Children’s understanding and consent to heart surgery: Multidisciplinary teamwork and moral experiences

Alderson, Priscilla; Bellsham-Revell, Hannah; Dedieu, Nathalie; King, Liz; Mendizabal, Rosa and Sutcliffe, Katy (2022). Children’s understanding and consent to heart surgery: Multidisciplinary teamwork and moral experiences. Journal of Child Health Care, 27(2) pp. 197–211.



Mainstream law and ethics literature on consent to children’s surgery contrasts with moral experiences of children and adults observed in two heart surgery centres. Research interviews were conducted with 45 practitioners and related experts, and with 16 families of children aged 6 to 15, admitted for non-urgent surgery, as well as an online survey. Thematic data analysis was informed by critical realism and childhood studies.

Impersonal adult-centric mainstream literature assumes young children cannot consent. It is based on dichotomies: adult/child, competent/incompetent, respect or protect children, inform or distract them, use time swiftly or flexibly, verbal/non-verbal communication, respect or control children and reason/emotion.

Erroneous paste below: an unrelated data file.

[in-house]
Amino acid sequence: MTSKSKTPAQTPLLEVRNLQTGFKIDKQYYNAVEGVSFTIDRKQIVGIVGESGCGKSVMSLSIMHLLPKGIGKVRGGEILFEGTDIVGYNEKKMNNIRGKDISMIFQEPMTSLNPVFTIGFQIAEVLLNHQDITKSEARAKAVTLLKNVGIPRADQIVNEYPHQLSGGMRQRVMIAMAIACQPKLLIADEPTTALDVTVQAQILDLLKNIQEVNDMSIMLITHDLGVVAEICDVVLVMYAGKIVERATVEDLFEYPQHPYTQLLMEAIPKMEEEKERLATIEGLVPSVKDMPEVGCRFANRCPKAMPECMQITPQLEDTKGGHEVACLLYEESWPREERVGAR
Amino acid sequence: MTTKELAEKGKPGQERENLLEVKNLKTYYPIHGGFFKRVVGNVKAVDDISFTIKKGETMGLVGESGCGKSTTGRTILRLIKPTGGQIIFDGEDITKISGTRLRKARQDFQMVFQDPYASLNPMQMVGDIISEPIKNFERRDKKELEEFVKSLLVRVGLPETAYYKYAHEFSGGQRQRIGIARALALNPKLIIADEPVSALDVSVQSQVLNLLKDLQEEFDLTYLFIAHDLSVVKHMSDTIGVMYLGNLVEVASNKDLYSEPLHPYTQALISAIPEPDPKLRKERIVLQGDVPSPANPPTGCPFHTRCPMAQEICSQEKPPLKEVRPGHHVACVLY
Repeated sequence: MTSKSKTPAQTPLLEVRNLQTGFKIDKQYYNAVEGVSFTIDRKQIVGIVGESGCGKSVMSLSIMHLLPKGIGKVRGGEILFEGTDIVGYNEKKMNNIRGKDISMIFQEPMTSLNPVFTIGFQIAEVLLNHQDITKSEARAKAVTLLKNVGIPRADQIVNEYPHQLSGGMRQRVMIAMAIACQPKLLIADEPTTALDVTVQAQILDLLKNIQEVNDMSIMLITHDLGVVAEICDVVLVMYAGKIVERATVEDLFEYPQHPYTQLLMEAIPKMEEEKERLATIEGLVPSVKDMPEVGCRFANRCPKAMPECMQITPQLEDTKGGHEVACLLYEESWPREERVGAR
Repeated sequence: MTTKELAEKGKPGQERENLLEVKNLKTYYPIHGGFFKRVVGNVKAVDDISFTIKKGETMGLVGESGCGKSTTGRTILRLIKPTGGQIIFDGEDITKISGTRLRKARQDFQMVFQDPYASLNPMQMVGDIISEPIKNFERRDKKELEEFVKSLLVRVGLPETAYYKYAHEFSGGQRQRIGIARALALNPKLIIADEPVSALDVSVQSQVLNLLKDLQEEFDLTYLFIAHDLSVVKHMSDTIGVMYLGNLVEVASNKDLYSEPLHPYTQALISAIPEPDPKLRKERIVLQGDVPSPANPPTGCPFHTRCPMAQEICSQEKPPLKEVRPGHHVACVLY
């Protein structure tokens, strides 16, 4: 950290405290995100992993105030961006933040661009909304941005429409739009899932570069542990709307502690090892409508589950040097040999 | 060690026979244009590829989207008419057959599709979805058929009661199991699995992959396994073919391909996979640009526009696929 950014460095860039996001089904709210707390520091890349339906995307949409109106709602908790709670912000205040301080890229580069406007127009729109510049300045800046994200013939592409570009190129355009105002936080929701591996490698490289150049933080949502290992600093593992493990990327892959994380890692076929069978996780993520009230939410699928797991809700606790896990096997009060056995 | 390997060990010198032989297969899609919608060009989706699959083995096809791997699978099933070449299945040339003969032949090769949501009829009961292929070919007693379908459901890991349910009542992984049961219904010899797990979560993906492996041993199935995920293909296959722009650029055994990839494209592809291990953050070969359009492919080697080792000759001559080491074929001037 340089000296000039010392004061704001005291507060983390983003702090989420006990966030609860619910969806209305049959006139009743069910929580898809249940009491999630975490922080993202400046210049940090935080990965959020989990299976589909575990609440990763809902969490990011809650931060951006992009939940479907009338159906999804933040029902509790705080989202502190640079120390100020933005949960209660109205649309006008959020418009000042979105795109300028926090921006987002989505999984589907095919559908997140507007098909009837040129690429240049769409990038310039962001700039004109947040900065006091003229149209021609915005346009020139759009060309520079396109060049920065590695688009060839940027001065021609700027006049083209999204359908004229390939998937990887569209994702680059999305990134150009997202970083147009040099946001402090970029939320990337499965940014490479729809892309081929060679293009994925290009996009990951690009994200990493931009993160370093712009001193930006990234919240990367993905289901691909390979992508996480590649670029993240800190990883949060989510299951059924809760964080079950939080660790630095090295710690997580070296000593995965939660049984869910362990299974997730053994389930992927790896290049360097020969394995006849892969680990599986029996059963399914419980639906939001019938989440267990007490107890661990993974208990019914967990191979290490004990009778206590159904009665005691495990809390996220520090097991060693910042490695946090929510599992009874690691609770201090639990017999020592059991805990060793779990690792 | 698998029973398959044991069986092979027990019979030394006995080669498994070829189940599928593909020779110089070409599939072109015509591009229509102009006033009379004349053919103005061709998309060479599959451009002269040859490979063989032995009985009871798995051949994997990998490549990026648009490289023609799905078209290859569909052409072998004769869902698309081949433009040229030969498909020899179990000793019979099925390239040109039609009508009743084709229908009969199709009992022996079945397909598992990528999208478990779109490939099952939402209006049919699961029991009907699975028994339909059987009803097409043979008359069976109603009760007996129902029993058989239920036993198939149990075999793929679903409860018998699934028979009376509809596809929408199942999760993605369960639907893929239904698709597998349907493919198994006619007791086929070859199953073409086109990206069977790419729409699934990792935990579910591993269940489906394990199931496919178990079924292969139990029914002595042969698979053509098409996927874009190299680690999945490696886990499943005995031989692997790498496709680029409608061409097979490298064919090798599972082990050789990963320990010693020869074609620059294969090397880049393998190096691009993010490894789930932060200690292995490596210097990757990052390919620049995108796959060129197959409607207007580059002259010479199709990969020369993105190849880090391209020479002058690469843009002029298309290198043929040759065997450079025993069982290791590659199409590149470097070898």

Through their moral experiences, adults and children resolve these seeming dichotomies. Through understanding young children’s reasoning and emotions about complex distressing decisions related to heart surgery, adults share knowledge, control, trust and respect with them. They see children’s consent or refusal before non-urgent surgery as a shared personal moral experience within the child’s life course, beyond mere legal compliance. Adults help children to understand and ‘want’ the surgery that offers things they value: better health or to ‘be more like their friends’. If children are not convinced, sometimes surgery is postponed or occasionally cancelled.

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